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David Poland

By David Poland poland@moviecitynews.com

From NYC to Sundance: Madeleine Olnek, 'Hold-Up'


[This article is part of an ongoing series profiling New York films and filmmakers at the 2006 Sundance Film Festival. Click here for other features in the series.]
You might call it luck: A rookie filmmaker gets her seven-minute short accepted to Sundance on her first try. Or you could say she earned it, just through summoning the will to tackle the arduous application process alone.
“I’m not good with any device with buttons,” said Madeleine Olnek, a way-Off Broadway playwright, director and Columbia film student whose comedy Hold-Up nabbed a slot among this year’s festival shorts. “Sundance had an online application, and it actually took me a long time. I swear I typed an essay that disappeared. It retained all this other information, but when I went back to work on the essay, like Brigadoon, it was all gone.”
In the end, her facility with a camera–not to mention that harsh mistress comedy–was all Olnek really needed. Hold-Up won the Short Film Audience Award at New York’s New Festival for its tale of a woman who persuades her fiance to join her in convenience store robbery. Of course, as with all successful short films, nothing is ever that simple, and friends like indie producer George LaVoo (Real Women Have Curves) found the twists suitably hilarious enough to encourage Olnek to send it around.
“That was the first I thought of it,” she told The Reeler. “I mean, honestly, when you’re making anything–plays, movies–you should send them out. Even to the best places, however slight your chances are. You just have to put things in the mail.”
Besides shopping for warmer socks and checking the Sundance alumni tip sheet for other useful suggestions (EX: Allow for a period of altitude sickness by arriving a day early), Olnek said she was preparing for Sundance mostly by maintaining a sense of perspective. “It’s different for the feature filmmakers than it is for the shorts, even though the shorts people feel a lot of pressure because they think it’s their big chance,” she said. “But you know what’s hard? I think because so often when you’re involved in a creative field, you’re outside the normal 9-to-5 thing. There’s less of a sort of structure for a filmmaker’s career. So when these successful moments come along, you can really be destablized by them. And put a lot of pressure on them and think that this is it. ‘This is my chance.’ You know? You have to take advantage of the opoortuntity but at the same time, not decide it’s going to be the last thing that ever happens to you.”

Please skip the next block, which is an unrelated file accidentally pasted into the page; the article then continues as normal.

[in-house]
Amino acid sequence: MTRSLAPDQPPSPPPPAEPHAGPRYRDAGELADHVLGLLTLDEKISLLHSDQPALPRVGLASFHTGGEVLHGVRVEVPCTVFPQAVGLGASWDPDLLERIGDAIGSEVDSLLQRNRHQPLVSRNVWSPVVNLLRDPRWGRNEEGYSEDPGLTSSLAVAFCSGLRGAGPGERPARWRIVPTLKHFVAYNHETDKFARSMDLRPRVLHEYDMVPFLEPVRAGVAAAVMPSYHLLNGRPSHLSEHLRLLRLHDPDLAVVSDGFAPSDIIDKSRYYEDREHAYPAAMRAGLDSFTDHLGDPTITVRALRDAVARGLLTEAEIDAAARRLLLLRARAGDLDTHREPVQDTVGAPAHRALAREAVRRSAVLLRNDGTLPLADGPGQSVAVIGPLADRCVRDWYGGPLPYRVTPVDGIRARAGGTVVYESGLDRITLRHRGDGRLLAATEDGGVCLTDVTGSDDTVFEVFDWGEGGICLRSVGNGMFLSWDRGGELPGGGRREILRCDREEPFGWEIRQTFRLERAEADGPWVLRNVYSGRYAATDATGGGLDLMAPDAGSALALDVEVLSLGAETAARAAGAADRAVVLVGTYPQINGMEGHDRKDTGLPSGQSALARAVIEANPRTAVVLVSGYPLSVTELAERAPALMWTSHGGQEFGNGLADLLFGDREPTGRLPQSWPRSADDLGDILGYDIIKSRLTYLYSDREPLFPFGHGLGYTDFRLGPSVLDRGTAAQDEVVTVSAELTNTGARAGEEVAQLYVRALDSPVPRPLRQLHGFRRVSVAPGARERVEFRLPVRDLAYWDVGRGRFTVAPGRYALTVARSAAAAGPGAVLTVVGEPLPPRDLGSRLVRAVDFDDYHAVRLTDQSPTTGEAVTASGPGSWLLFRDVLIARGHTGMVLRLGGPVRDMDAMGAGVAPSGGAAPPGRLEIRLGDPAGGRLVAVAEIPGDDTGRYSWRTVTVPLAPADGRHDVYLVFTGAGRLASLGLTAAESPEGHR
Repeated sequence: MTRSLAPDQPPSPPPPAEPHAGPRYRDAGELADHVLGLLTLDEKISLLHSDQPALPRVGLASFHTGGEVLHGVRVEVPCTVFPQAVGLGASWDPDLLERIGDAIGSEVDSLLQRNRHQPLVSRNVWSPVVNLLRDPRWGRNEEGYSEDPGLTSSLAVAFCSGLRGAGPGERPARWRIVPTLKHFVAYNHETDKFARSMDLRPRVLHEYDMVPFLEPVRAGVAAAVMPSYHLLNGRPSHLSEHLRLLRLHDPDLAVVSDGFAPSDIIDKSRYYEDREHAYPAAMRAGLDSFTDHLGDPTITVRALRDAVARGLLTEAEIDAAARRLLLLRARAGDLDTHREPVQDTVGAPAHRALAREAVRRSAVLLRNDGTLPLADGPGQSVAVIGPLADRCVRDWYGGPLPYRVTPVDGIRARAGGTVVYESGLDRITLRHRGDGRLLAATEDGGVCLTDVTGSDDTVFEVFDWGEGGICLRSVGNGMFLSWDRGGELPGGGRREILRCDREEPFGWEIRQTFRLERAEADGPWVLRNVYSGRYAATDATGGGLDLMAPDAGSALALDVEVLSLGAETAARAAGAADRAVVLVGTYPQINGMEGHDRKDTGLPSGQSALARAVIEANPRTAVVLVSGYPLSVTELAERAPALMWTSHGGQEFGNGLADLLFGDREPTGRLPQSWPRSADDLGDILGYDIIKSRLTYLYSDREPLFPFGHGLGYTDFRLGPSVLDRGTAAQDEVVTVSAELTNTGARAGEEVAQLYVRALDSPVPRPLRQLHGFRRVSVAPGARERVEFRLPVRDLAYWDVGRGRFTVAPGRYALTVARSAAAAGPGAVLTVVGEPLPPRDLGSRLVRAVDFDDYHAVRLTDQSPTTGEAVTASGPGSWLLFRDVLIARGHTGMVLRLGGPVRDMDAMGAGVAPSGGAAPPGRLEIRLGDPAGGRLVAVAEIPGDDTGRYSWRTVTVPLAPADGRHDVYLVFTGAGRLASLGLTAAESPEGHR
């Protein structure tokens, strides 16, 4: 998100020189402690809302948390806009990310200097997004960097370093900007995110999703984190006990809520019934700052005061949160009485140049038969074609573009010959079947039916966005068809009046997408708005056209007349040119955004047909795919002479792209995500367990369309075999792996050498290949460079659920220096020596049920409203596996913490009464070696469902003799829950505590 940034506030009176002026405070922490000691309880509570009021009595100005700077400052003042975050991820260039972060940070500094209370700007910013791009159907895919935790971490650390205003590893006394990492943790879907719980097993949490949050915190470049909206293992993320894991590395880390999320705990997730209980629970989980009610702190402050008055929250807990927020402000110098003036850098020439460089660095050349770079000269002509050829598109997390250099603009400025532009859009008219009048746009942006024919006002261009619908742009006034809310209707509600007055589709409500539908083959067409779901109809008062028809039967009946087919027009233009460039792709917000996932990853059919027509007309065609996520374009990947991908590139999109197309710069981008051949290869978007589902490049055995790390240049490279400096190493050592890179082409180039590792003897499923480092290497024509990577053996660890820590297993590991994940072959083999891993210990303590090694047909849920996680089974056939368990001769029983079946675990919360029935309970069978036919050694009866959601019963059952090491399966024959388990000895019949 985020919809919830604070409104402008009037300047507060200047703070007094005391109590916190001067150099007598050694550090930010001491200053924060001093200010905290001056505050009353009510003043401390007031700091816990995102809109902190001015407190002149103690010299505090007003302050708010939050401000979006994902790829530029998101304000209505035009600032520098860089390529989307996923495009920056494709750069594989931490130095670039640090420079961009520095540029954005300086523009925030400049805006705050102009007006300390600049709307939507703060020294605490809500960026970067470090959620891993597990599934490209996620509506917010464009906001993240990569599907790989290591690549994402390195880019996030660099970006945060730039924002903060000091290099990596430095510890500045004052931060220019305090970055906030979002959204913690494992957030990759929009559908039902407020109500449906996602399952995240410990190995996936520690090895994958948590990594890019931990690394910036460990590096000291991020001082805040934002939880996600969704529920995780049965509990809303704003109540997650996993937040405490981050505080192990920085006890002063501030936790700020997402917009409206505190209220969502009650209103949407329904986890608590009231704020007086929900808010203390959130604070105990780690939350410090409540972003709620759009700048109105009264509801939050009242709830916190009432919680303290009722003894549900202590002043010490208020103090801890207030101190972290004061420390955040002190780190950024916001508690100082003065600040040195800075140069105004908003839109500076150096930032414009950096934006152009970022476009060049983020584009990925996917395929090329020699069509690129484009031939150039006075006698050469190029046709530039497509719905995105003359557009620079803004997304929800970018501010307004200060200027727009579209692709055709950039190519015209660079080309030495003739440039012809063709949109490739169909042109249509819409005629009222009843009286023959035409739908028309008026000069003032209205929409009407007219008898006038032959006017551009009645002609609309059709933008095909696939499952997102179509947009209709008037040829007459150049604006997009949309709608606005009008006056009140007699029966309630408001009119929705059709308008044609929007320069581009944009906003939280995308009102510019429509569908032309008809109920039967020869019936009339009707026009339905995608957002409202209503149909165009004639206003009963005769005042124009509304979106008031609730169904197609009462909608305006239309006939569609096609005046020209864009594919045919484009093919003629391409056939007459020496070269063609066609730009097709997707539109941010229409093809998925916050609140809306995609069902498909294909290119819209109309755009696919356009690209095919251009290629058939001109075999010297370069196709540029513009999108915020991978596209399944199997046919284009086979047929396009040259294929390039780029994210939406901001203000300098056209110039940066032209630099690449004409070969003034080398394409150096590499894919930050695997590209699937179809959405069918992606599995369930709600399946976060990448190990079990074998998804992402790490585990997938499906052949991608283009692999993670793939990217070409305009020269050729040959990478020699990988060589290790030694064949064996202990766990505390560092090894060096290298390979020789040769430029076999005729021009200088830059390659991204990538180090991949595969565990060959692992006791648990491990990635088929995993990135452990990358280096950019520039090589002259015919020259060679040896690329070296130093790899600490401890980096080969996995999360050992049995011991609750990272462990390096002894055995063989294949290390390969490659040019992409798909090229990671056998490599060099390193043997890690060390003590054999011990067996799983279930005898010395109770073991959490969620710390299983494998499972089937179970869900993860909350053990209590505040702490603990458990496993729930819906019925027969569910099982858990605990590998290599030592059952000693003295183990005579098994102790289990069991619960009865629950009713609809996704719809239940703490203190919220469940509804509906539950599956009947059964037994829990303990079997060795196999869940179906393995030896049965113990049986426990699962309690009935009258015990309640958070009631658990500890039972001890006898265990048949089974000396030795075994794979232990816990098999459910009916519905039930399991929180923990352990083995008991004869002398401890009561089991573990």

As such, Olnek plans to take advantage of the standard mix of networking, panels and screenings without running herself too ragged, but instead savoring the opportunity. “All anyone wants is to get into Sundance,” she said. “Any filmmaker. It’s a kind of encouragement that you just really need to keep going–how inspiring it is to be chosen for an honor like this, you know? It really means a lot.”

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“Why put it in a box? This is the number one problem I have—by the way it’s a fair question, I’m not saying that—with this kind of festival situation is that there’s always this temptation to classify the movie immediately and if you look at it—and I’ve tried to warn my fellow jurors of this—directors and movie critics are the worst people to judge movies! Directors are always thinking, “I could do that.” Critics are always saying, “This part of the movie is like the 1947 version and this part…” And it’s like, “Fuck! Just watch the movie and try and absorb it and not compare it to some other fucking movie and put it in a box!” So I think the answer’s both and maybe neither, I don’t know. That’s for you to see and criticize me for or not.”
~ James Gray

“I have long defined filmmaking and directing in particular as just a sort of long-term act of letting go,” she said. “It’s honestly just gratifying that people are sort of reapproaching or reassessing the film. I like to just remind everyone that the movie is still the same — it’s the same movie, it’s the movie we always made, and it was the movie we always wanted to make. And maybe it just came several years too early.”
~ Karyn Kusama